Onora O'Neill suggests that the conceptions of individual autonomy (so widely relied on in bioethics) are philosophically and ethically inadequate; they undermine rather than support relationships based on trust. Her arguments are illustrated with issues raised by such practices as the use of genetic information by the police, research using human tissues, new reproductive technologies, and media practices for reporting on medicine, science and technology. The study appeals to a wide range of readers in ethics, bioethics and related disciplines.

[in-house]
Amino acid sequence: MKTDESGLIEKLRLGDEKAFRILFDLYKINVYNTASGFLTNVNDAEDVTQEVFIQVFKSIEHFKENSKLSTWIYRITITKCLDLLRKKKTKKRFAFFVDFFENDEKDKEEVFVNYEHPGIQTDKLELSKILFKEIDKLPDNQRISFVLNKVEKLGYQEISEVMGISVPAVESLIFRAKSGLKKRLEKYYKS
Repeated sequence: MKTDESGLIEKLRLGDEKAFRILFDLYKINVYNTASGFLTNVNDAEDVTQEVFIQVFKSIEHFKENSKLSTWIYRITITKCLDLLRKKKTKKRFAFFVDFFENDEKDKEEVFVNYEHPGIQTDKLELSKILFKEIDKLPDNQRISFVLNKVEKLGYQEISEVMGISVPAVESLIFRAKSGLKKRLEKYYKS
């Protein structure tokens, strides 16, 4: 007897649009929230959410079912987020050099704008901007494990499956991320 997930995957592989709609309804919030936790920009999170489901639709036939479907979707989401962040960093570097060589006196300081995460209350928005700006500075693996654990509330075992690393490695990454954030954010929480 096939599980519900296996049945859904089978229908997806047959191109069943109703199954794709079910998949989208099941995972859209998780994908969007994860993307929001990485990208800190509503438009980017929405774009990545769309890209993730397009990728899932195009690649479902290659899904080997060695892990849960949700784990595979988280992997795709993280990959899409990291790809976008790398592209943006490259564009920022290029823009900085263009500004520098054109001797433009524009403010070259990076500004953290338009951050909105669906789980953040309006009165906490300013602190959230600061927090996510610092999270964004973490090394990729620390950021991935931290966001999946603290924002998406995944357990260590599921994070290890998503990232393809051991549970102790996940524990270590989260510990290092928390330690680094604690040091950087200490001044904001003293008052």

Preface; Frontispiece; 1. Gaining autonomy and losing trust?; 2. Autonomy, individuality and consent; 3. 'Reproductive autonomy' and new technologies; 4. Principled autonomy; 5. Principled autonomy and genetic technologies; 6. The quest for trustworthiness; 7. Trust and the limits of consent; 8. Trust and communication: the media and bioethics; Bibliography; Institutional bibliography; Index.